Comedy Central's dark comedy Corporate debuted in 2018 to decent reviews; after all, the central focus of the show was depression surrounding office jobs — perhaps a problem with which viewers were all too familiar. Much like the problems faced by main characters Jake and Matt, it's possible all the aspects of your desk job are slowly killing you. Sure, there's the depression and anxiety aspect of work, conditions almost incubated in the modern American workplace, but there are also more direct physiological effects that you may inherit at your desk without even realizing it.
What constitutes the worst jobs is subjective, and while some may think office jobs are "cushy," that doesn't mean they lack risk. In fact, some risks are inherent or even exclusive to office jobs. Additionally, you could be taking those risks home with you — if you're having trouble sleeping, you can bet there's a good chance it's related to your office (good thing there are tricks to how to sleep at work).
Vote up the reasons your office job secretly hates you and uncover some good reasons to start looking for other options.
"Sitting Disease" isn't recognized as an actual disease, but it's a term coined by the medical community as it presents a clear and present danger to society, especially Americans. The average American sits 13 hours a day, most of that at work, and with that comes serious health risks, as Business Insider reports:
- People who sit for more than 11 hours a day have a 40% increased risk of death in the next three years, compared with people who sit for four hours or less.
- Workers who have held sedentary roles for more than 10 years have twice the risk of colon cancer.
- The longer people sit, the shorter their lifespan, even if they exercise regularly.
- Sitting for long periods may also affect the development of musculoskeletal disorders.
Even if you're engaging in your recommended 30 minutes of cardiovascular exercise every day, you're still at risk. A simple but potentially life-saving solution is a standing desk, which reportedly burns about eight calories per hour. Even with a standing desk, you should probably still take that lunchtime walk around the block.
Depending on your job, mistakes at work can be fatal. John Eastwood, a psychologist at York University in Toronto, told The Guardian, boredom "has been associated with increased drug and alcohol abuse, overeating, depression and anxiety, and an increased risk of making mistakes." In the article, an airline pilot discusses a poll of people in his profession, claiming 30% of pilots who woke up from a nap "reported seeing the other pilot asleep too." Despite the existence of autopilot, the idea that both pilots might be asleep at any given time on a flight is terrifying.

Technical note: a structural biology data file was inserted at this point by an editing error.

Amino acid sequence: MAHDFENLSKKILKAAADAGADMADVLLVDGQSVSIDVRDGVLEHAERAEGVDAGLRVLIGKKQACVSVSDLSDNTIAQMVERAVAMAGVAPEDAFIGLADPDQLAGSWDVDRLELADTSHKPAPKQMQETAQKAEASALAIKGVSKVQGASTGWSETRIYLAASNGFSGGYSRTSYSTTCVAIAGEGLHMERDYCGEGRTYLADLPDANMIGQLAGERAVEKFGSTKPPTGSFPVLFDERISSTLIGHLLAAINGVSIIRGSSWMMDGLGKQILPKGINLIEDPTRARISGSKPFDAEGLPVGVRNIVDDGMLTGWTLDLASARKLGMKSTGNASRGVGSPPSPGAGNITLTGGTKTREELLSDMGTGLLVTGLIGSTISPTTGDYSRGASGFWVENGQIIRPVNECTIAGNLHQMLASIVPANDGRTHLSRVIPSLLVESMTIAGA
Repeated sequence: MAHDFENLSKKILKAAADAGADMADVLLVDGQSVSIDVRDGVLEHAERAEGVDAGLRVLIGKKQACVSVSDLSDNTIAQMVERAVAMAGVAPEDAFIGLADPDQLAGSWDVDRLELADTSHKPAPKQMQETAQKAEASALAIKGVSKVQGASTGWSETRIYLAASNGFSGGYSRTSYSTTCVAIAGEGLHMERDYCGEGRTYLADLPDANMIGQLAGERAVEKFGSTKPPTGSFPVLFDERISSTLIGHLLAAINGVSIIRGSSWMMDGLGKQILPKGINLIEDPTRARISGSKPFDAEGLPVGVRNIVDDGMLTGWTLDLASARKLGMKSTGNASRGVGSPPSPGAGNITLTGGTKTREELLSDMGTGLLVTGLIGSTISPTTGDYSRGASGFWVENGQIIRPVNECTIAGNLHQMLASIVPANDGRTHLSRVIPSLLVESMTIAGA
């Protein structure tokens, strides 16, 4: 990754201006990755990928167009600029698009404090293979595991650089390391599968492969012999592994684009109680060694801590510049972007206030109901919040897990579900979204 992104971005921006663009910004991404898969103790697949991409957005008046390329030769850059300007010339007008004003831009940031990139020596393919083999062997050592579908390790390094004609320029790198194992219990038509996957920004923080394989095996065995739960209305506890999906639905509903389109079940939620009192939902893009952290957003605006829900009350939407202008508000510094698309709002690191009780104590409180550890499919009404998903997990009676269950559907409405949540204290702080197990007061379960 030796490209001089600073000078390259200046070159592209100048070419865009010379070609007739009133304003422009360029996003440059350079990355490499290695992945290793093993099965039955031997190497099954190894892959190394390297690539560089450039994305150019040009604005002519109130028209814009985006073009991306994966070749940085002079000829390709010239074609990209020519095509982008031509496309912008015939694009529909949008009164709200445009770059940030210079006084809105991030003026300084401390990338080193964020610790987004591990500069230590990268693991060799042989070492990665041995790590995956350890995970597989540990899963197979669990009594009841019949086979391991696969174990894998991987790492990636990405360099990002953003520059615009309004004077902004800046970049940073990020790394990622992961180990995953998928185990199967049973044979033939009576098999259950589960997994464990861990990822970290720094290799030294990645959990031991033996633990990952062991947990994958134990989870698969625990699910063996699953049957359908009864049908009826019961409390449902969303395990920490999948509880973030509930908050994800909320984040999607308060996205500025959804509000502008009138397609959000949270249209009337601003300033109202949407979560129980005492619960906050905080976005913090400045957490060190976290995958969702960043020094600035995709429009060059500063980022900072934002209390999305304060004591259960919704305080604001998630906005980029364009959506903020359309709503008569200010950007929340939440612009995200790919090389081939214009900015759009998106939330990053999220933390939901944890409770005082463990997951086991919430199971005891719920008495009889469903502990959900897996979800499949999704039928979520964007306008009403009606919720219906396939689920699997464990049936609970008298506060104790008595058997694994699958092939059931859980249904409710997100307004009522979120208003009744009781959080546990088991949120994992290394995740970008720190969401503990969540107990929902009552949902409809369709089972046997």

And there are still the other side effects of boredom described, all of which have extremely adverse health effects. You may not be abusing drugs and alcohol at work, but overeating, depression, and anxiety are still prevalent in the workplace, all of which carry significant health concerns.
While prolonged staring into computer screens doesn't literally melt your eyes, it still causes a fair amount of damage, so much so that it has a name: Computer Vision Syndrome (or Digital Eye Strain). According to the American Optometric Association, "The most common symptoms associated with Computer Vision Syndrome (CVS) or Digital Eye Strain are eyestrain, headaches, blurred vision, dry eyes, and neck and shoulder pain." The center offers a solution: the "20-20-20 rule; take a 20-second break to view something 20 feet away every 20 minutes."
While the solution is relatively simple, it's one of those things that is easier said than done, especially because there's potential for trouble if your boss walks by and catches you staring off into space on "the doctor's orders."
Sick building syndrome is a phrase used to describe general symptoms related to any illness people generally experience in a building despite no specific known cause: headache, nausea, fatigue, dizziness, etc. It was initially thought these symptoms were directly related to people's lack of desire to be at work, that they were, in essence, psychosomatic. However, people are beginning to question that way of thinking as they come to realize that, for generations, building development has put very little research into ventilation.
Technical University of Denmark researcher, Jan Sundell, told Newsweek, “Outdoor air is a political hot topic. You get sick due to indoor air. You die due to indoor air.” The problem is clear: people aren't focused on indoor air pollutants. Reportedly, 100 times more money is spent on research for outdoor air pollution than indoor, but there are not only the same pollutants affecting office workers, there are more. Particulate matter, volatile organic compounds (VOCs), carbon dioxide, carbon monoxide, and other gases are all regularly found in higher concentrations in office buildings.